References.

[Rohr] Rohrlich, D. E., Root numbers.

[Rubin] Rubin, K., Elliptic curves with complex multiplication and the conjecture of Birch and Swinnerton-Dyer.

[Sil] Silverman, Advanced topics in the arithmetic of elliptic curves.

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Taekyung Kim is a new contributor to this site. Take care in asking for clarification, commenting, and answering. Check out our Code of Conduct.
  • Why do you expect the root number of $\psi$ to be $\pm1$? The $L$-function of $E$ is a product of two $L$-functions, one of $\psi$ and its conjugate. – Chris Wuthrich Dec 7 at 13:09
  • 1
    Oh sorry, my bad. Ignore my first comment. I think $V_{\ell} E$ is $\psi \oplus \bar\psi$ as a $G_{\mathbb{Q}}$ module. Your reference is about $G_F$-modules where $E$ has cm defined over $F$. Now the root numbers will be complex conjugates that multipy to the root number of $E$, which is $\pm 1$, but I don't think there is a reason that they are in $\mu_4$. – Chris Wuthrich Dec 7 at 14:24
  • @ChrisWuthrich Thank you very much for your comment. In our situation, the elliptic curve and the corresponding character $\psi$ is defined over $K$. The property $V_\ell E \cong \psi_v \oplus \psi_v$ remains valid in this case, because the $\ell^n$-torsion points of $E$ decompose into $E[L^n] \oplus E[L'^n]$ where $L, L'$ are the two primes in $K$ lying over $\ell$ ([Rubin] Proposition 5.4 and the Chinese Remainder Theorem) and the Galois action on these components are given by $\psi_v$ ([Rubin] Theorem 5.15(ii)). – Taekyung Kim Dec 9 at 7:38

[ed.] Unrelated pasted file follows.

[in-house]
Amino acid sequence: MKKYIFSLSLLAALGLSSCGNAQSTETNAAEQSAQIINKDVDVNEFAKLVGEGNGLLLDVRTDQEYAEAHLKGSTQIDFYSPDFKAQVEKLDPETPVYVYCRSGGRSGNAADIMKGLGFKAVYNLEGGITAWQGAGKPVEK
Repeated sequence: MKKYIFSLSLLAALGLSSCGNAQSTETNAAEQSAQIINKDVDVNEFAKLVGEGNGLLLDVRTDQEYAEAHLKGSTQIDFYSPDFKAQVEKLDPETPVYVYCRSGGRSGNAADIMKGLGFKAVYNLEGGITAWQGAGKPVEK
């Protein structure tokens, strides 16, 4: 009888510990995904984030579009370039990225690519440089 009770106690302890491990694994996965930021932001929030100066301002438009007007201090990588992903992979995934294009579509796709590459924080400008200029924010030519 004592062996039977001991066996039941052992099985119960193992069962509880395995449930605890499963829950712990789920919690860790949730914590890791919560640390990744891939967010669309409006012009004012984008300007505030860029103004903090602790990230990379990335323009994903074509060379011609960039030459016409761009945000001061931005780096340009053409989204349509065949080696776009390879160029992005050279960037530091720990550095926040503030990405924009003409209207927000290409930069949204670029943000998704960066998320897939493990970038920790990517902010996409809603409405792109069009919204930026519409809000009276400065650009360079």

• @ChrisWuthrich For example once Cesnavicius used this argument before (Proof of Proposition 6.3). Since the root number of $E/K$ is $\pm 1$, we expect that the root number of $\psi_v$ must be in $\mu_4$. I suspect that we surely make mistakes somewhere though. – Taekyung Kim Dec 9 at 7:44

As a specific example, take $D=5$ and the Magma command RootNumbers(Grossencharacter(EllipticCurve([-5,0]))); gives the primes above 5 as having root numbers as $\pm0.52573+0.85065i$, whose product is $-1$ (and are not roots of unity).

  • Should be a comment, but the formatting didn't work well. – literature-searcher Dec 7 at 11:21